Motorcycle accidents often have life-changing consequences. Traumatic brain injuries, spinal damage, crushed organs, and eye injuries can be permanently disabling. Even injuries from which motorcycle riders recover, including broken bones and ligament damage, can cause long-term pain and wage loss.
Losses from motorcycle accidents include past and future medical expenses, lost income, diminished earning ability, and the expenses of coping with a disability. A negligent driver who caused the accident is responsible for compensating the injured motorcyclist for those losses. Compensation should also take account of the rider’s pain, suffering, and emotional distress caused by the accident.
Few drivers are in a position to write a check to pay the compensation that serious injuries require. Fortunately, most drivers are insured. In fact, many state laws require drivers to carry liability insurance. As a practical matter, most injury claims are made against the responsible driver’s insurance company.
Whose Insurance Pays When Fault for a Motorcycle Accident Is Shared?
When a negligent driver is solely responsible for a motorcycle accident, that driver’s insurance company must pay full compensation, up to the driver’s policy limits. For example, suppose a truck driver is studying a GPS screen instead of watching the road. If the driver rear-ends a motorcyclist who has stopped at a red light, the driver was solely at fault. The driver’s insurance company is therefore required to pay full compensation to the injured motorcyclist.
In many accidents, however, fault is shared. For example, the most common motorcycle accident is caused by a driver who turns left in front of an oncoming motorcycle. The driver is at fault for failing to yield to the motorcycle. The rider, however, might share fault if the rider failed to anticipate the left turn and took no action to avoid the collision.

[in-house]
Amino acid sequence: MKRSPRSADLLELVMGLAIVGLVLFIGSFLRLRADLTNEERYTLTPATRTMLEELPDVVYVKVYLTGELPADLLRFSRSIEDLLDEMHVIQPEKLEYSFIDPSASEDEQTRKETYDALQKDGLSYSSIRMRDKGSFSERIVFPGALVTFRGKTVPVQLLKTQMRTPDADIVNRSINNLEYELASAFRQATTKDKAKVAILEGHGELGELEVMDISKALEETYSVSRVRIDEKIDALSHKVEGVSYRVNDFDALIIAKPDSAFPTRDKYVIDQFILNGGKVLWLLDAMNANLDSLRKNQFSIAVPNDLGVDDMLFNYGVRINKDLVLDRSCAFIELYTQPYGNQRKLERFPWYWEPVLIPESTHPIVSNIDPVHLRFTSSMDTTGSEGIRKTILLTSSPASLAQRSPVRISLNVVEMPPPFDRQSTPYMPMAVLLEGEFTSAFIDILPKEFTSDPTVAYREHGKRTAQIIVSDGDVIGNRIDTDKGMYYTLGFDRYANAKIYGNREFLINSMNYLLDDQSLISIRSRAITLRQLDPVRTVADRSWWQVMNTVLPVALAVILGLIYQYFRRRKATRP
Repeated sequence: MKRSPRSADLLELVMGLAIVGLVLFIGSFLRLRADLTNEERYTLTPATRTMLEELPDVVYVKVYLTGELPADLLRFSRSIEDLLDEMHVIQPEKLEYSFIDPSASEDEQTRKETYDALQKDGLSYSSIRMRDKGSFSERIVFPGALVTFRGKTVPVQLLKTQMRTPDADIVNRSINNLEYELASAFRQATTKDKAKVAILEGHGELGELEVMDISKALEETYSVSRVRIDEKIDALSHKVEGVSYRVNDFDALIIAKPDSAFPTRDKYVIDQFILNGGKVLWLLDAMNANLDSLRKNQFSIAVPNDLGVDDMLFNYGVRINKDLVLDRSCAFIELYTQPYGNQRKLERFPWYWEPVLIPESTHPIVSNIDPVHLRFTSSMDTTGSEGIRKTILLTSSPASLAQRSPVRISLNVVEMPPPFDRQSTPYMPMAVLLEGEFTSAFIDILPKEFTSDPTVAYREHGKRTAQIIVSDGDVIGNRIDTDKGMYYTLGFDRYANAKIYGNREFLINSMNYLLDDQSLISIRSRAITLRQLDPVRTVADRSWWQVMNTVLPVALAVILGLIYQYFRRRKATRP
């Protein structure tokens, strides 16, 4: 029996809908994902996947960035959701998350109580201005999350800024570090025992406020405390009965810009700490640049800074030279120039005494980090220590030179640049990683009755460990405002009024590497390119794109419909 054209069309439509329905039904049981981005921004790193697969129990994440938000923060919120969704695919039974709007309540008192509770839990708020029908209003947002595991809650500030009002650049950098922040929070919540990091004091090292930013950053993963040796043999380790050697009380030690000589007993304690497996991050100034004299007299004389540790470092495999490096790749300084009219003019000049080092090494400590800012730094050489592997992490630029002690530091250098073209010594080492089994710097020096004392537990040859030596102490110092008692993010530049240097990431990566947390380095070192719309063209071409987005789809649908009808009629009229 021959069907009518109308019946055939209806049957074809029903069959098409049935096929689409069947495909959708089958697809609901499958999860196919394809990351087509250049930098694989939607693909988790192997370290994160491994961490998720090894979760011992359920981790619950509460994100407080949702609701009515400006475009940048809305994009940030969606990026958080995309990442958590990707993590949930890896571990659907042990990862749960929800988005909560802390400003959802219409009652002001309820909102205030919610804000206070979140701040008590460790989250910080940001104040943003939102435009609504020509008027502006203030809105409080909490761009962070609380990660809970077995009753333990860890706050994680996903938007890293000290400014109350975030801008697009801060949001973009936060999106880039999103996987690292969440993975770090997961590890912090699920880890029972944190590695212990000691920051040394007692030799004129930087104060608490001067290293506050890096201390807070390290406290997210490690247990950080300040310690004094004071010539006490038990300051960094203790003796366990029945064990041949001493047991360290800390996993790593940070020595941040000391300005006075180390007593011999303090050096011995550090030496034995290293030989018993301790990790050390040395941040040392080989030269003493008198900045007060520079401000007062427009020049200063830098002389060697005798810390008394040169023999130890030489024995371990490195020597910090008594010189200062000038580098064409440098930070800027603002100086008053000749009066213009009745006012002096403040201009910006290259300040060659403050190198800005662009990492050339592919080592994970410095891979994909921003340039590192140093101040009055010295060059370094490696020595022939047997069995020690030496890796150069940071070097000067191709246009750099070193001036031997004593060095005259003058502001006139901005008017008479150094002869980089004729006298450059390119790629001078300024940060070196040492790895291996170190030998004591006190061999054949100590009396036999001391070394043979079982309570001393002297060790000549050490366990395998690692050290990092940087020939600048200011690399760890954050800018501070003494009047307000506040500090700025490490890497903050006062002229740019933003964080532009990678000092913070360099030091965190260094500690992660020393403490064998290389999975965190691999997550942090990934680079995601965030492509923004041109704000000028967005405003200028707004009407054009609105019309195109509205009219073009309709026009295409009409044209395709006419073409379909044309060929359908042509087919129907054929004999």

When both the driver and the motorcyclist are at fault, compensation is reduced in proportion to the motorcyclist’s share of responsibility for the accident. If the motorcyclist was 30% at fault, the driver’s insurance company must pay 70% of full compensation. The insurance company is not required to pay anything unless the insured driver was more at fault than the motorcyclist.
Whose Insurance Pays When the Driver Does Not Have Sufficient Insurance Coverage?
While all drivers may be required to carry liability insurance, an estimated 12% are uninsured. Many insured drivers purchase only the minimum bodily injury limits of $25,000. Those limits can be woefully inadequate if the motorcyclist’s injury is permanently disabling. A traumatic brain injury, for example, may require a lifetime of care.
When a driver’s liability coverage is inadequate, a motorcycle accident victim can make a claim against the motorcyclist’s own uninsured or underinsured motorist coverage. The rider can only make that claim, however, if the rider purchased that coverage.
Uninsured motorist coverage pays compensation, up to the coverage limits, if the driver who caused the accident has no insurance. It also covers hit-and-run accidents if a collision occurred.
Underinsured motorist coverage pays the injured motorcyclist, up to the coverage limits, if the negligent driver’s insurance coverage is inadequate to pay full compensation. The best policies pay the difference between the underinsured driver’s policy limits and full compensation, up to the policy limits of the underinsured motorist coverage. Some policies pay only if the underinsured motorist coverage has a higher limit than the negligent driver’s coverage limit.
It is always wise for a motorcyclist to purchase uninsured and underinsured motorist coverage. Purchasing the highest limits the rider can afford provides an important safeguard against drivers who have inadequate or no insurance.
Insurance coverage can be confusing. An experienced motorcycle accident lawyer can help injury victims understand how to maximize the compensation they receive from insurance companies after an accident.